Once armed with a capable M/S tool, spend time analysing the width of well-produced reference tracks you like. Load a stereo file of a song (ideally in lossless WAV or AIFF format) in your DAW. Use your M/S utility plugin to solo the track’s mono signal, then the side signal, listening carefully as you do so. After that, go back to the full stereo mix and decipher the relationship between them. As mentioned, anything stereo in the mix will disappear when you solo the mono component, and that mid signal is what will be heard when the track is played through a mono speaker setup.
Using our M/S ‘isolator’ plugin to flick back and forth between a commercial track’s mid and side signals, we can judge which mix elements have been panned or widened. How does this affect the mono mix, and also the full stereo mix? For example, you’ll probably notice the floaty tail of a vocal reverb or a synth’s out-of-phase stereo content in the tracks’ side signal. Do the stereo elements get quieter or disappear in the mono sum? Get familiar with how a ‘good’ mono mix sounds in relation to the stereo mix.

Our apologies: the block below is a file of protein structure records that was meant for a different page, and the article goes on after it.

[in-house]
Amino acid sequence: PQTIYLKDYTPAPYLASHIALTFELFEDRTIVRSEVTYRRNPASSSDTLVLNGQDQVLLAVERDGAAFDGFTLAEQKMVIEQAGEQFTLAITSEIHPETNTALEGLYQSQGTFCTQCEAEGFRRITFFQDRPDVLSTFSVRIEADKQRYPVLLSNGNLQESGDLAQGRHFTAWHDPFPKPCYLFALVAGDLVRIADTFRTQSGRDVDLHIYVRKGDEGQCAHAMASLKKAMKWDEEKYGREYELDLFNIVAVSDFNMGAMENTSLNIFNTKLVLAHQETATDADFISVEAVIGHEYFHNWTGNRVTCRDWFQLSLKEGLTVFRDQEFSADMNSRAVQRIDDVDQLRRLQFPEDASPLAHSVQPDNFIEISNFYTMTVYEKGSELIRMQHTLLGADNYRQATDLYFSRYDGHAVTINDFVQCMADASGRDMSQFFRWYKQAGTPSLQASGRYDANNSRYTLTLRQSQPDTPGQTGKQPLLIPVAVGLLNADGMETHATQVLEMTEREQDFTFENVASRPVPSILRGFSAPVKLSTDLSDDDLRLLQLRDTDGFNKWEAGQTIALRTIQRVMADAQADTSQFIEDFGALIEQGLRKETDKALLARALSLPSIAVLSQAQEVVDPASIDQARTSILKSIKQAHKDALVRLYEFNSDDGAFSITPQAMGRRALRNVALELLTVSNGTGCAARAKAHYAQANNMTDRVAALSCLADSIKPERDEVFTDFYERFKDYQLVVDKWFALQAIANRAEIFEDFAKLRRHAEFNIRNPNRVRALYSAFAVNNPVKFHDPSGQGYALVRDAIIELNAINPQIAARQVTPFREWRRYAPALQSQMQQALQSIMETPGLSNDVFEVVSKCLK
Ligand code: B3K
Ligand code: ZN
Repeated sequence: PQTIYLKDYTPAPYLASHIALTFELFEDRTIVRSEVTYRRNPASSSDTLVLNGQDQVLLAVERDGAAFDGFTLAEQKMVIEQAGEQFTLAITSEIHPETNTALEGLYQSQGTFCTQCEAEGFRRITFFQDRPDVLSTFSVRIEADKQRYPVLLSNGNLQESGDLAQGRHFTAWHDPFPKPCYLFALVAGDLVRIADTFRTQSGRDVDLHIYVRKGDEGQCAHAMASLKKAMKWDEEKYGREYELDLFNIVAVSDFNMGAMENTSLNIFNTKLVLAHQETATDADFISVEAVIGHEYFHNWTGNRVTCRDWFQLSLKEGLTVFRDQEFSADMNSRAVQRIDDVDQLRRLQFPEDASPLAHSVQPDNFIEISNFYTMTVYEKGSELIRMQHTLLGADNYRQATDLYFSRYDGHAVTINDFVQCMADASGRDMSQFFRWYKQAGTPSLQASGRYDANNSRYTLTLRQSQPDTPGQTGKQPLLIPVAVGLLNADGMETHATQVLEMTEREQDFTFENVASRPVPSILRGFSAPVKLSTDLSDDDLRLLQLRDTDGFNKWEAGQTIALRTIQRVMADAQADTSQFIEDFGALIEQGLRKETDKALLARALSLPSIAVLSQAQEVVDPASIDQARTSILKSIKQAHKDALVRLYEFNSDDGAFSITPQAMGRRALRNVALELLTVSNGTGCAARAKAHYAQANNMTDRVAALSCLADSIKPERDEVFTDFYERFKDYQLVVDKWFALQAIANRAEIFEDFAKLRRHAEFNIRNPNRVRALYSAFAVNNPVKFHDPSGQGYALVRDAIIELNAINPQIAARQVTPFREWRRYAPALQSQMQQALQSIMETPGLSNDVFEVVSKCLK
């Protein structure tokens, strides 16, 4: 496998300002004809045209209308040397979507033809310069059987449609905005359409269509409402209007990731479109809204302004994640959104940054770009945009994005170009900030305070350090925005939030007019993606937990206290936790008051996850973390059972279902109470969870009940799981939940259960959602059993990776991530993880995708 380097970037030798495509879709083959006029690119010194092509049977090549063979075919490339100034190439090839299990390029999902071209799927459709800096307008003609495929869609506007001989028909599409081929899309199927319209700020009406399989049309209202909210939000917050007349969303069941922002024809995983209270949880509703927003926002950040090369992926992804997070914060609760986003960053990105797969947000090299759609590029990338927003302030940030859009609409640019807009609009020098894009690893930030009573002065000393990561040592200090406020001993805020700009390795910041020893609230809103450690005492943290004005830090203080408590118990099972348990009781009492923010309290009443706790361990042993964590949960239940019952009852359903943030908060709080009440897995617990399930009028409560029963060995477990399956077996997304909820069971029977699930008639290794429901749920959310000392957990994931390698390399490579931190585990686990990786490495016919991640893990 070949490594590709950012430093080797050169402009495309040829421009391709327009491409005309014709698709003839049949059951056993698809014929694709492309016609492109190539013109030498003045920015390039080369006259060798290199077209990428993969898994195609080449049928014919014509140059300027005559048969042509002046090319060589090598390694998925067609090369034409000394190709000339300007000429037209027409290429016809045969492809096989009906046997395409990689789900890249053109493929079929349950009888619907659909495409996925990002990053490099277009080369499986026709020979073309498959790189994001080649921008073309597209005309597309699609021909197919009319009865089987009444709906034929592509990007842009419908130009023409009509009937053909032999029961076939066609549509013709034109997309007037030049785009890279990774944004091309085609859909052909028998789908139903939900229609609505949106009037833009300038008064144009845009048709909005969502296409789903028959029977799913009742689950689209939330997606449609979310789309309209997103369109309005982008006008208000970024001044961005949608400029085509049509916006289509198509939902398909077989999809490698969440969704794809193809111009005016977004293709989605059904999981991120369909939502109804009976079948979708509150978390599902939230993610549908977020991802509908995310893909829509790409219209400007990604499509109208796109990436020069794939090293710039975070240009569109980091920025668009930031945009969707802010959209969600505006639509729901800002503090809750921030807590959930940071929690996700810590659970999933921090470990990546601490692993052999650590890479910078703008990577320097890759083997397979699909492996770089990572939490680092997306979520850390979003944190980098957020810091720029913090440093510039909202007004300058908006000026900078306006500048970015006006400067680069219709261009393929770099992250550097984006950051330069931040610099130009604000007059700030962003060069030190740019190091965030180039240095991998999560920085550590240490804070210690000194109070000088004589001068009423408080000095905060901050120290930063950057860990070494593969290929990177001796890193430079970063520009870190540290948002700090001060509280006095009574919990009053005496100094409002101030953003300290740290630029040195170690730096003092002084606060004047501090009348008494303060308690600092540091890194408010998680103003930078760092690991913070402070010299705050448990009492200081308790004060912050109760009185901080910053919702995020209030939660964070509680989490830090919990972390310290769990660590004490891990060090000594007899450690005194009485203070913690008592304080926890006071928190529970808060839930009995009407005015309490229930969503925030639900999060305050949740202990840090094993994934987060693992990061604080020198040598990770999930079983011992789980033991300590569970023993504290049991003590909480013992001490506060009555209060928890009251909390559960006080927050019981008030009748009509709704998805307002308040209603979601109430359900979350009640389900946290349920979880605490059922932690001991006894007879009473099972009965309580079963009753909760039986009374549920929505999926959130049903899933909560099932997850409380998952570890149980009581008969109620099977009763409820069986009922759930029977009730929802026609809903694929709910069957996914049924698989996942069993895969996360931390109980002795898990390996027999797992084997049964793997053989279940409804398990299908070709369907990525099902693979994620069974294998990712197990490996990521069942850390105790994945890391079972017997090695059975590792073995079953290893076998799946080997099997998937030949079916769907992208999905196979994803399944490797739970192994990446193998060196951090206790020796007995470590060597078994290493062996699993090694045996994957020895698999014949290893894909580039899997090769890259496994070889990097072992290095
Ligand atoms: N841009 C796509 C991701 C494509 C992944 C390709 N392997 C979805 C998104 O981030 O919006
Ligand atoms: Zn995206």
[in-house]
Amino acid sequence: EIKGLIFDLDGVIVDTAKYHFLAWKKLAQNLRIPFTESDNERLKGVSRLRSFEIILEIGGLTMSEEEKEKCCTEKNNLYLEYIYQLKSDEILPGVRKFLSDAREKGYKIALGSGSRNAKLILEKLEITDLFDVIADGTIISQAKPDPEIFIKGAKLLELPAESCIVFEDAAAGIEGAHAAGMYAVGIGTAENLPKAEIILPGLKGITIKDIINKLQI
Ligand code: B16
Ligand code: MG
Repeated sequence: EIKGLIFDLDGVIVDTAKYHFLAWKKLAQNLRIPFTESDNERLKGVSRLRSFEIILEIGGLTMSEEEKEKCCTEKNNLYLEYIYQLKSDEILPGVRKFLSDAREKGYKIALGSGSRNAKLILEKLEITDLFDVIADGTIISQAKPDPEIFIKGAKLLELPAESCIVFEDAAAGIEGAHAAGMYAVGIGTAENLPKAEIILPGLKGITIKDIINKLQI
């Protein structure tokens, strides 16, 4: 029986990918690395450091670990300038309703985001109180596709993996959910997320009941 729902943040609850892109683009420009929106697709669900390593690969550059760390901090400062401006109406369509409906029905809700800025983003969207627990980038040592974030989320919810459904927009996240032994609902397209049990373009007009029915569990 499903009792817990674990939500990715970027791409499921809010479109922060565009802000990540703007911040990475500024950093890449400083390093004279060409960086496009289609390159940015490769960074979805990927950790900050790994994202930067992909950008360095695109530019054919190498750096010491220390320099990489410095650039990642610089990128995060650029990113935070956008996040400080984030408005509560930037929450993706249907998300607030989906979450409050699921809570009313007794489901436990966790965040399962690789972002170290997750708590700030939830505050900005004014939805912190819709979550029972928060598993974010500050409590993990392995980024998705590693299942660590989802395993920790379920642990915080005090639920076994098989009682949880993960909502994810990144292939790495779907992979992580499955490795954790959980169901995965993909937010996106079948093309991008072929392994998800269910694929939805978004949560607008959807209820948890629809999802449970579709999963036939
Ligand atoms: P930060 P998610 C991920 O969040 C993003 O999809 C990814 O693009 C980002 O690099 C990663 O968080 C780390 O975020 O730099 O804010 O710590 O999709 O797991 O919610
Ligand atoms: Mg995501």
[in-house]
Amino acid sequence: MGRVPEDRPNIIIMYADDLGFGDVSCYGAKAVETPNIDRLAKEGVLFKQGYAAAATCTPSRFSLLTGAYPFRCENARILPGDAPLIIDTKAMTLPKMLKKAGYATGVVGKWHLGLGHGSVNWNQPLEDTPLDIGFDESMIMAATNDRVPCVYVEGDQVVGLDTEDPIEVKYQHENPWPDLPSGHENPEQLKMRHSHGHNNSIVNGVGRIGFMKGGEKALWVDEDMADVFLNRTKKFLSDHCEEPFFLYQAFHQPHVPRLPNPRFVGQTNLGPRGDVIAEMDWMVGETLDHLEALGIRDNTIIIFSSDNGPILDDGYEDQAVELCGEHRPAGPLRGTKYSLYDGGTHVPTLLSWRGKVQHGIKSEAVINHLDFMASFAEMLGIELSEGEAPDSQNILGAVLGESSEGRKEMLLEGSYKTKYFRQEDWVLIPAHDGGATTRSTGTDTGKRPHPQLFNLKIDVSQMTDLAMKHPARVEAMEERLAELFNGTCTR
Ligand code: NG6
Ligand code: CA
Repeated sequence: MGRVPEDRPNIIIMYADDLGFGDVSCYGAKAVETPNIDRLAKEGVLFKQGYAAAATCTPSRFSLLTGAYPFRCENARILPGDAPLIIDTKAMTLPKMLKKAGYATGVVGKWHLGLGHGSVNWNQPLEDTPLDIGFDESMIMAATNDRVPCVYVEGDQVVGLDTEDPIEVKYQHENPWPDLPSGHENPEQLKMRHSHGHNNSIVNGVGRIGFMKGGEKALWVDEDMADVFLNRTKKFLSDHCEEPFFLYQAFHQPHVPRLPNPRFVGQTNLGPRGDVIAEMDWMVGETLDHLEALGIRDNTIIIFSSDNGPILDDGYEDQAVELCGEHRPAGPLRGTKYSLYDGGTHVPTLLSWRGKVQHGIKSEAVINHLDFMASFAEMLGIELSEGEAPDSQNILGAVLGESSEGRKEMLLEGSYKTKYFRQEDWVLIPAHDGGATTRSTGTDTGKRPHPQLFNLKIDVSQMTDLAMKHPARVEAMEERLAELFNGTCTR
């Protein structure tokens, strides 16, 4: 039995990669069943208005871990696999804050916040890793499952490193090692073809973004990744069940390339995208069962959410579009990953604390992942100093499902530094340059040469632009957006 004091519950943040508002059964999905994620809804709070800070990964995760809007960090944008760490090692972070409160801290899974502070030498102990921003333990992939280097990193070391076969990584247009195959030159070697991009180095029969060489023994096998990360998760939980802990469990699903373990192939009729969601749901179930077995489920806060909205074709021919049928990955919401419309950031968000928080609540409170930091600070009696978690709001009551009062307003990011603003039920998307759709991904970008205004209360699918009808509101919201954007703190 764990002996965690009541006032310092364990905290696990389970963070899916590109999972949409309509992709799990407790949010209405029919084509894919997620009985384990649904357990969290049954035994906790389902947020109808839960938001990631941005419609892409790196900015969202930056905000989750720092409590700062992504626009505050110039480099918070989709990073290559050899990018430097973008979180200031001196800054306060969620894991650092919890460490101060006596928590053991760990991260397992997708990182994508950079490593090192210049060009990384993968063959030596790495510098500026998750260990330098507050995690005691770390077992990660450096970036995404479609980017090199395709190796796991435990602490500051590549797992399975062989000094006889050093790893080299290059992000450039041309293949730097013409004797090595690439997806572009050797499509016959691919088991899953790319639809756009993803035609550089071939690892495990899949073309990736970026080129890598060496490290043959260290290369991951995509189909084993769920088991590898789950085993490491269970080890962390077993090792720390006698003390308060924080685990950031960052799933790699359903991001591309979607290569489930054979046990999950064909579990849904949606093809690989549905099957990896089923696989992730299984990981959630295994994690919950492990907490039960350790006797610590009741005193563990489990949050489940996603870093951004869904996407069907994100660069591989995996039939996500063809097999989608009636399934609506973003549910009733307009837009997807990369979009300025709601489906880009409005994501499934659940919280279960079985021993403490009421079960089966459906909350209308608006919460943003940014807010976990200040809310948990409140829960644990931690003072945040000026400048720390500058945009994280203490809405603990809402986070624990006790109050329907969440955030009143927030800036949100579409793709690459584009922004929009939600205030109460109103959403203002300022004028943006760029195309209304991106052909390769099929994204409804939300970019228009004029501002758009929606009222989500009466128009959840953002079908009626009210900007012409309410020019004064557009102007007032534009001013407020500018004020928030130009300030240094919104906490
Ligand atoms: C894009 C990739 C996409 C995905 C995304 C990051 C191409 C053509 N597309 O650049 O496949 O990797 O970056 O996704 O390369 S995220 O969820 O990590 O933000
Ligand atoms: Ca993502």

The best commercial releases will have all sorts of stereo tricks going on. Individual elements will be panned apart by varying amounts. Synths may feature multiple unison voices spread out to the sides of the mix. Guitars, pads and vocals may have been treated with modulation effects such as chorusing, phasing and flanging. Pseudo-widening plugins could have been used to inject centred signals with ‘false’ stereo content. And, of course, there’ll likely be virtual ambience (aka reverb) and stereo delay repeats in there somewhere.
Now that you have a better idea of how a mix is made up, it’s time to monitor your mix. Pop your M/S utility plugin on your project’s master bus, then repeat the monitoring process. Keep in mind your mental reference point of a ‘good’ stereo mix in relation to its equivalent mono mix. Do this regularly as you write and mix a track to get a grip on your stereo effects.
Decipher stereo techniques by comparing your mix’s mid and side information against a pro reference track